In ‘Brigadoon,’ Love Casts A Strong Spell
(Courtesy of Katie Buenneke)
There’s a gentle hum from the orchestra, distant singing is heard, and out of the mist rises George Mason High School’s production of Lerner and Loewe’s1947 musical, “Brigadoon,” a magical tale of love prevailing against all odds.
While wandering through the Scottish Highlands, Tommy Albright (played by Reilly O’Hara) and Jeff Douglas (Tei Armar) stumble across the mystical town of Brigadoon, a village under blessed by a spell that protects it them from witches and other evil things that plague the land. but that causes it to However, Brigadoon appears only once every 100 years.
The men are invited to enjoy the festivities for the day, during which Tommy and the beautiful Fiona MacLaren (Maria Gracia Rivas) fall in love.
Tommy resists struggles with leaving Fiona, but Jeff convinces him that Brigadoon is no place for a 21st-century American, and the couple tearfully part. Yet Tommy and Fiona’s love is too strong to keep them apart; when Tommy returns to the Highlands, the inhabitants of Brigadoon awaken and the couple is reunited for eternity.
As the two traveling friends, O’Hara and Armar provided a strong contrast to the Brigadoon townspeople. O’Hara’s endearingly romantic side was well balanced by Armar’s quick delivery and biting humor. Armar had a particularly powerful stage presence, moving about the stage with intention and refreshing confidence, making the most of his role.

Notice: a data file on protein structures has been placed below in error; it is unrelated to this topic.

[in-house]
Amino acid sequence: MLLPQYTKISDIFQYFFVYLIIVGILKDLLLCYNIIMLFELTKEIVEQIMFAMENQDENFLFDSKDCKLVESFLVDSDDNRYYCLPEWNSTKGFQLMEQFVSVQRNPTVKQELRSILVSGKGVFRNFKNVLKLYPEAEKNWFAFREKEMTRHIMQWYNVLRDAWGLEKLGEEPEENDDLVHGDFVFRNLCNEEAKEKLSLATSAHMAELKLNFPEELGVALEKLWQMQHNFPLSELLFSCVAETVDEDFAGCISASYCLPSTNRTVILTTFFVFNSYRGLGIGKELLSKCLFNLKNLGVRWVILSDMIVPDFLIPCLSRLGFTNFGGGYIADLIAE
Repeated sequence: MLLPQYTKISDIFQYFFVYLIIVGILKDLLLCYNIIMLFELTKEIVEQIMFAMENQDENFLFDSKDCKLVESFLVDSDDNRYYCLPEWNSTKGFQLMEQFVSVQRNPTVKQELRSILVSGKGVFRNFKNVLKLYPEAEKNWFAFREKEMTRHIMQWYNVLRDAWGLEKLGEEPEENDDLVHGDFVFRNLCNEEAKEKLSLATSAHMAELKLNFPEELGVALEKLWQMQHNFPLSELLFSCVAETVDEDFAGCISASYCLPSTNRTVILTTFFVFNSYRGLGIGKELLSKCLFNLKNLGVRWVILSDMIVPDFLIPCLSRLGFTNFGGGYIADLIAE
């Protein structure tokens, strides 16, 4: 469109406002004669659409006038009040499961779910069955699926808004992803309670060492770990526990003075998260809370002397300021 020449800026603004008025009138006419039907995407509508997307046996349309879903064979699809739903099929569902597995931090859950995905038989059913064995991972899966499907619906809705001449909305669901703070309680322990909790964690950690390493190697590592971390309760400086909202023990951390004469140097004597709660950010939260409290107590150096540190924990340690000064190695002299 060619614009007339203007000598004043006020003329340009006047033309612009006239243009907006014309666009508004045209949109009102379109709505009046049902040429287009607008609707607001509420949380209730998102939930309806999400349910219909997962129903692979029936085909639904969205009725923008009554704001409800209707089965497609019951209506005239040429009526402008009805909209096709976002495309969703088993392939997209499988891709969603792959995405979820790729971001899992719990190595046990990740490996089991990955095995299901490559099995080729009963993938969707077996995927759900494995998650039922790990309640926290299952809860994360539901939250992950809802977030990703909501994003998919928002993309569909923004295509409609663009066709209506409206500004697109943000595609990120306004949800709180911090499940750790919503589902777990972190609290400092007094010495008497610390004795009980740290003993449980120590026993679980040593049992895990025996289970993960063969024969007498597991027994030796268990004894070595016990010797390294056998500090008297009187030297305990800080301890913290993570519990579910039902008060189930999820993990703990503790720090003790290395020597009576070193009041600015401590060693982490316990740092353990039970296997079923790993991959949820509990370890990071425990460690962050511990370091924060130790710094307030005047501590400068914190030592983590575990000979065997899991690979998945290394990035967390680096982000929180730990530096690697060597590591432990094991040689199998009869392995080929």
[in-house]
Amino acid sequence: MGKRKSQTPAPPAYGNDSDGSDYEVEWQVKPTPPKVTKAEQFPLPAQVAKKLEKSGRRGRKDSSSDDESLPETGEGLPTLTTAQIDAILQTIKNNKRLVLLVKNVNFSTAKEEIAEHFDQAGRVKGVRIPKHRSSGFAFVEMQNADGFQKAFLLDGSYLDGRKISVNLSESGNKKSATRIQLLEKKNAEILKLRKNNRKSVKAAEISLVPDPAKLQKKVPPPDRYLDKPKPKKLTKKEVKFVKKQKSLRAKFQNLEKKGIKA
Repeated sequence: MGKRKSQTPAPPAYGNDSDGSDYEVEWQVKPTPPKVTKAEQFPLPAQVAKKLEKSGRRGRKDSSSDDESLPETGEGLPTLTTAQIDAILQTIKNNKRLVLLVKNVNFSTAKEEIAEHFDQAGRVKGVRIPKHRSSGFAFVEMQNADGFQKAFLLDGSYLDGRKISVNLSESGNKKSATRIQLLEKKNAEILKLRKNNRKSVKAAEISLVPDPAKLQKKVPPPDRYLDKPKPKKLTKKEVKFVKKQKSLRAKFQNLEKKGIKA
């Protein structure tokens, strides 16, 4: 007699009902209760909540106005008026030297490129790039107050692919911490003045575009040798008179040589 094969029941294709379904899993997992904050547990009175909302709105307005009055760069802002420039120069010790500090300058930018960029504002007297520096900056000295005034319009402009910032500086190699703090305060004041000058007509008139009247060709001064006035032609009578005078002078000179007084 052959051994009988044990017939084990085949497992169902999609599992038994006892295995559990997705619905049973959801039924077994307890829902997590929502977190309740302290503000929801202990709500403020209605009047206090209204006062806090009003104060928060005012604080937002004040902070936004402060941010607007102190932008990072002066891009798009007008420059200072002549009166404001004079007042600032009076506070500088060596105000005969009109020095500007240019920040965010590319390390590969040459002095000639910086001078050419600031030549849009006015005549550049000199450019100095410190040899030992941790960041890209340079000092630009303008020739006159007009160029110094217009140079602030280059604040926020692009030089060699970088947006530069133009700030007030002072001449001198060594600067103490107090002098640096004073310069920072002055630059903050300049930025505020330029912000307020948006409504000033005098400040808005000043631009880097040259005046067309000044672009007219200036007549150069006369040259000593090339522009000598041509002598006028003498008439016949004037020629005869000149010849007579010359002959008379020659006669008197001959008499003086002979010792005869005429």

Rivas, as playing the delicate Fiona, carried herself with grace and charm. Despite some difficulty with the microphones and Scottish accents, Rivas’s voice was pure, and it soared in the difficult music.
A pleasant surprise was dancer Janine Baumgardner, as playing Fiona’s newlywed sister, Jean. Baumgardner stunned the audience with her self-choreographed dance solo; she commanded the stage with professional precision and fluid movement rarely seen in young dancers.
Miles Butler, as playing her husband, Charlie Dalrymple, had an expressive and emotional voice and was an excellent accompaniment to Baumgardner’s beautiful dance.
The ensemble gave Brigadoon a small-town feel. Although the accents proved difficult to maintain and keep consistent, the actors’ body language spoke far louder than their words.
The true power of the musical, however, came from the musicians of the pit orchestra. From the first notes to the very last, the pit orchestra galloped, chased, calmed and romanced the audience, transporting the entire auditorium to mysterious Scotland. With effortless exactness, each player helped lay down the mood of the scenes, providing a marvelous soundtrack upon which the actors could build.
“Brigadoon” was a pleasing show that made its message loud and clear: Love is stronger than any magic or mystery.
Washington Post Editors
November 25, 2008; 11:27 AM ET
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